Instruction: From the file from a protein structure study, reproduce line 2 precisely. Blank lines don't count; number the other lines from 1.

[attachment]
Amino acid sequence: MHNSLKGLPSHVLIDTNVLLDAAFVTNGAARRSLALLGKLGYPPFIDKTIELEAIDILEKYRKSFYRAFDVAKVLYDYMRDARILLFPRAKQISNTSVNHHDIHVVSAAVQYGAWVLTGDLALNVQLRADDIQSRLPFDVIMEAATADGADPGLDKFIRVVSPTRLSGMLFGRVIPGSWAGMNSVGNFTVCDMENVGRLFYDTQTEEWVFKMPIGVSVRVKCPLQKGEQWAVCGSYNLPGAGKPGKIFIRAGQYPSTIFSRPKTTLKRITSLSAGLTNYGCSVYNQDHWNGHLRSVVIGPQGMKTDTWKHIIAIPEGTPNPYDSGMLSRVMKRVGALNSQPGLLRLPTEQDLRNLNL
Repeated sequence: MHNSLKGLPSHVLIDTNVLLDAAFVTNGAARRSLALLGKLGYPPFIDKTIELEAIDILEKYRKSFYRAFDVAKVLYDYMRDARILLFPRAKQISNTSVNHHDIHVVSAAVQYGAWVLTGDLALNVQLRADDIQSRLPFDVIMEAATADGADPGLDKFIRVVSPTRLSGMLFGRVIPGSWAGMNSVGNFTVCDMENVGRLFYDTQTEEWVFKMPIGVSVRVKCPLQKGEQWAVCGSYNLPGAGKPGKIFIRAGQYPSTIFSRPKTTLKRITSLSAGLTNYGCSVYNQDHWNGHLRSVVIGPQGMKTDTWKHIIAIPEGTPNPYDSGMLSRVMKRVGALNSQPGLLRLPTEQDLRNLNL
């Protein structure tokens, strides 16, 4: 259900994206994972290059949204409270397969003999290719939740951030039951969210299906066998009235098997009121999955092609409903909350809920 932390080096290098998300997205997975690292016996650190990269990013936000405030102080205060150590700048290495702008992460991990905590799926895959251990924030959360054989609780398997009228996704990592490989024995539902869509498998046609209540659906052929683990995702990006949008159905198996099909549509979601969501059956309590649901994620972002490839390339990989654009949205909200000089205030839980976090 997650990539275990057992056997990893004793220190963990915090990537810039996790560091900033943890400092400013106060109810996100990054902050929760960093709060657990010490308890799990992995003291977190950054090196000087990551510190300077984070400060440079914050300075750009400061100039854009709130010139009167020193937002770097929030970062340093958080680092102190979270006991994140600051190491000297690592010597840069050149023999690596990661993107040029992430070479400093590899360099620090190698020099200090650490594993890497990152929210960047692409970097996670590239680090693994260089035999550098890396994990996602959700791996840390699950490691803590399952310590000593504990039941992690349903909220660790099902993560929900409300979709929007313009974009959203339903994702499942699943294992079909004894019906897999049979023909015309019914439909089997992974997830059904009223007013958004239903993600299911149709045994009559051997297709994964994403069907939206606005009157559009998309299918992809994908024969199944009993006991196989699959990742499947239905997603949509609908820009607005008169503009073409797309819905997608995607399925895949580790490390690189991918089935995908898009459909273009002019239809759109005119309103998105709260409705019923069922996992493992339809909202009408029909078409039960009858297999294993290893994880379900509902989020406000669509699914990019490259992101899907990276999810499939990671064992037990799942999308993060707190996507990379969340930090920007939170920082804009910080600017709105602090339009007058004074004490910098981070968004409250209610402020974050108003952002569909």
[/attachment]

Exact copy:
Repeated sequence: MHNSLKGLPSHVLIDTNVLLDAAFVTNGAARRSLALLGKLGYPPFIDKTIELEAIDILEKYRKSFYRAFDVAKVLYDYMRDARILLFPRAKQISNTSVNHHDIHVVSAAVQYGAWVLTGDLALNVQLRADDIQSRLPFDVIMEAATADGADPGLDKFIRVVSPTRLSGMLFGRVIPGSWAGMNSVGNFTVCDMENVGRLFYDTQTEEWVFKMPIGVSVRVKCPLQKGEQWAVCGSYNLPGAGKPGKIFIRAGQYPSTIFSRPKTTLKRITSLSAGLTNYGCSVYNQDHWNGHLRSVVIGPQGMKTDTWKHIIAIPEGTPNPYDSGMLSRVMKRVGALNSQPGLLRLPTEQDLRNLNL